26th July 2011

Farmers’ help sought with new fluke test

Quality Meat Scotland is funding a project to evaluate a new diagnostic test to help farmers spot a common and potentially devastating parasite, and the project team is now asking for farmers’ assistance.

The liver fluke, Fasciola hepatica, is a highly pathogenic flatworm parasite responsible for severe production-limiting disease in both sheep and cattle. Acute fluke can cause the sudden death of previously healthy animals, especially sheep, whereas chronic fluke can significantly reduce lambing and calving percentages and liveweight gain in sheep and beef cattle.

The incidence of fluke has increased dramatically in Scotland over the past 10-15 years and the disease has spread from west to east and into previously fluke-free areas.

One of the main problems with current fluke control regimes is the lack of sensitive and convenient diagnostic tests for use in the field and for monitoring the effectiveness of flukicide treatment.

A new diagnostic test for detection of fluke, the so-called coproantigen ELISA, has recently been produced in Belgium. This test can detect tiny quantities of fluke secretions in the faeces of the host animal. Because these secretions are only produced by live fluke, this test should be a very accurate and an immediate indicator of fluke infection and, possibly, treatment success.

Dr Philip Skuce, Senior Research Scientist at Moredun Research Institute, said examination of suspect cases post mortem or carcasses at slaughter provides evidence of fluke or fluke damage. This can provide useful feedback to the farmer but does not help make a diagnosis in the live animal.

“Blood-based tests, such as detection of liver enzymes or antibodies to liver fluke, have several disadvantages, most importantly the fact that a blood sample is needed. In addition, blood-based assays cannot be used to evaluate treatment success because they can stay positive long after the fluke are killed,” said Dr Skuce.

“Faecal egg counting, a routine diagnostic method for roundworms, does not work well in fluke. This is primarily because the test only identifies egg laying adult parasites, not the juvenile fluke that cause most of the damage, especially in sheep.

“Moreover, fluke do not release eggs consistently. Once released, fluke eggs can be stored in the gall bladder and so do not appear consistently in the animal’s faeces. As a result, an animal with an active fluke infection may have a negative egg count or, conversely, an animal may have a positive egg count after successful flukicide treatment.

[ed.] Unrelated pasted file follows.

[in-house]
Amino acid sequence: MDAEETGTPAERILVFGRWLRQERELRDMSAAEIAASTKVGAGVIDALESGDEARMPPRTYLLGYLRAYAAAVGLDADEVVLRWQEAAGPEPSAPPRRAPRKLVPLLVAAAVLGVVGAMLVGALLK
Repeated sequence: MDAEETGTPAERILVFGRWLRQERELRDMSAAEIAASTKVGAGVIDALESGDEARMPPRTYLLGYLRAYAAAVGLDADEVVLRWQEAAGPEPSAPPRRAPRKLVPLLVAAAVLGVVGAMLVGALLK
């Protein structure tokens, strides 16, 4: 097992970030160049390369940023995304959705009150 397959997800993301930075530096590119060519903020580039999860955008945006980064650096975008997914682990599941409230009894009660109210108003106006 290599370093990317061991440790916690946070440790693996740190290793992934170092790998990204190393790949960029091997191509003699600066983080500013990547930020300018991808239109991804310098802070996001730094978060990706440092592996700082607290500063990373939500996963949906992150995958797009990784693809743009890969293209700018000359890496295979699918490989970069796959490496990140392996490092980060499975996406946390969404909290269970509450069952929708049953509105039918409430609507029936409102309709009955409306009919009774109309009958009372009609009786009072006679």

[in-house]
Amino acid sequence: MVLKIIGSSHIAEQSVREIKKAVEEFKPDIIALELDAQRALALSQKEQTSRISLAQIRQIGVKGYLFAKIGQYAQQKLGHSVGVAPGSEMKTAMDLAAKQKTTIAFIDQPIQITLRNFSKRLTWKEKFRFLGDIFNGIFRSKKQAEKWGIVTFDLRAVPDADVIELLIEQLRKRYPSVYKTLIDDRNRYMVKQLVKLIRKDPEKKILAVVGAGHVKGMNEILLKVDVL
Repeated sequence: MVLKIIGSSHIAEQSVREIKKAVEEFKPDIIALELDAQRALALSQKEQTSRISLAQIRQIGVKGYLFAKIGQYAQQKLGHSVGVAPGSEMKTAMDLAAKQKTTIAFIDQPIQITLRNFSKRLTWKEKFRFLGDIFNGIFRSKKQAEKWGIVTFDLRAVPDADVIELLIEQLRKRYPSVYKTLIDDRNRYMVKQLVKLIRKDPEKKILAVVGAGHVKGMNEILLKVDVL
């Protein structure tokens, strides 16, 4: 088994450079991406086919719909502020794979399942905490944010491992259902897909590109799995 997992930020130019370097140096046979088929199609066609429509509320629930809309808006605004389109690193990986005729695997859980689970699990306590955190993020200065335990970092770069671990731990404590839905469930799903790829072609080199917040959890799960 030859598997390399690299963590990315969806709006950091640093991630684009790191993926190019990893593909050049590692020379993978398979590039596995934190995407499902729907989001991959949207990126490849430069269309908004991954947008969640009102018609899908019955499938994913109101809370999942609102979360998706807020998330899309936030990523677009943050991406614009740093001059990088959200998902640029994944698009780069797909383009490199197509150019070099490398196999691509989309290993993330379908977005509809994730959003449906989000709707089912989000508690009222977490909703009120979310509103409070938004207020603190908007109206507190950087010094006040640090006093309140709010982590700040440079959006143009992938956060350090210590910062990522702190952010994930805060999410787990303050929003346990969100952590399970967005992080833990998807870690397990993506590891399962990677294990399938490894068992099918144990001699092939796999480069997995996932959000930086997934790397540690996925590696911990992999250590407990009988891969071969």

“Triclablendazole (TCBZ) is the drug of choice for acute fluke because of its activity against the very damaging young fluke (~ 2 days old), but there are several anecdotal reports of TCBZ treatment failure. Therefore, a test that indicates treatment success reliably is urgently needed.”

Two farms with a history of fluke infection and reported lack of TCBZ efficacy were recruited for this study. On each farm, sheep were randomly divided over two treatment groups. One group was treated with TCBZ and the other group was treated with an alternative flukicide, Closantel.

All faecal samples were tested by the traditional faecal egg count (FEC) method and by the new coproantigen ELISA.

Both tests gave essentially the same overall result: Closantel was effective in both flocks, but TCBZ was not. Animals from the TCBZ treated groups were subsequently retreated with Closantel and again, both tests showed that Closantel had worked in both flocks.

Dr Skuce said: “Although both tests gave essentially the same overall result, there were several differences between the tests. For example, the coproantigen ELISA was easier and faster to conduct in the laboratory. Furthermore, the coproantigen ELISA clearly showed treatment outcome as early as seven days post treatment, whilst fluke eggs were still detected in several ewes at that time.

“So, the coproantigen ELISA allows for rapid follow-up after treatment. This is important because it allows animals that do not respond to treatment to be identified so that they can be retreated with a different and more effective product before disease occurs. This study also reinforces the need to monitor the efficacy of any flukicide treatment to promote best practice for parasite control.

“Given the success of the QMS-funded evaluation of the coproantigen ELISA on two farms, we would like to use this test to diagnose fluke infection and determine flukicide efficacy on a larger number of sheep farms across Scotland.”

To make this possible the next step will be to evaluate whether this test can be used on pooled or composite faecal samples.

“We want to determine the feasibility of using farmer-collected composite samples to estimate fluke prevalence and flukicide efficacy using the coproantigen ELISA. This would require sampling of faeces from a group of 20 sheep, followed by treatment with flukicide, and a post-treatment sampling of the same 20 sheep,“ added Dr Skuce.

Sampling kits would be shipped by mail in the same manner as for roundworm detection. Veterinarians or farmers interested in participating in this study should contact philip.skuce@moredun.ac.uk or ruth.zadoks@moredun.ac.uk.


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